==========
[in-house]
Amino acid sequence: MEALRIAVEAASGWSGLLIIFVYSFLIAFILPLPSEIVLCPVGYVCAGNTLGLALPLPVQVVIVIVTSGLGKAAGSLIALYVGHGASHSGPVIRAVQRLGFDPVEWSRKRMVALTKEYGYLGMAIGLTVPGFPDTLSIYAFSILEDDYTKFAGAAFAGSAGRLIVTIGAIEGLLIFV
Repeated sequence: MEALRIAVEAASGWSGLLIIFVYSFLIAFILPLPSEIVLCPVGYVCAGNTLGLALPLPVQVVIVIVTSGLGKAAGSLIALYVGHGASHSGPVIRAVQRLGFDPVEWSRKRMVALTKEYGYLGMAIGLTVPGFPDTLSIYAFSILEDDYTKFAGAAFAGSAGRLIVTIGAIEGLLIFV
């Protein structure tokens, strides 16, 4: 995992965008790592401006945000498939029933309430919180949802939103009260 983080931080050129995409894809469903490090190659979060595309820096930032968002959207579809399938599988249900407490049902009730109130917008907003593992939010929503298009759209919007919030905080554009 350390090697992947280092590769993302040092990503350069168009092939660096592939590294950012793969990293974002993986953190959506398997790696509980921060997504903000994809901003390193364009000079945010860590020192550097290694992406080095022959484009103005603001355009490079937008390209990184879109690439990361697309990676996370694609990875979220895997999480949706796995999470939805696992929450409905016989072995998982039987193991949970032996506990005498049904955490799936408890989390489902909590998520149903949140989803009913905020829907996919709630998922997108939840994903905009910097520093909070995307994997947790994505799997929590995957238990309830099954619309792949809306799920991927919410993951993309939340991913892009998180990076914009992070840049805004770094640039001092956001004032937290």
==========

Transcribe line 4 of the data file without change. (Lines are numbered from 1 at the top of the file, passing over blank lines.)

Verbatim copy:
């Protein structure tokens, strides 16, 4: 995992965008790592401006945000498939029933309430919180949802939103009260 983080931080050129995409894809469903490090190659979060595309820096930032968002959207579809399938599988249900407490049902009730109130917008907003593992939010929503298009759209919007919030905080554009 350390090697992947280092590769993302040092990503350069168009092939660096592939590294950012793969990293974002993986953190959506398997790696509980921060997504903000994809901003390193364009000079945010860590020192550097290694992406080095022959484009103005603001355009490079937008390209990184879109690439990361697309990676996370694609990875979220895997999480949706796995999470939805696992929450409905016989072995998982039987193991949970032996506990005498049904955490799936408890989390489902909590998520149903949140989803009913905020829907996919709630998922997108939840994903905009910097520093909070995307994997947790994505799997929590995957238990309830099954619309792949809306799920991927919410993951993309939340991913892009998180990076914009992070840049805004770094640039001092956001004032937290």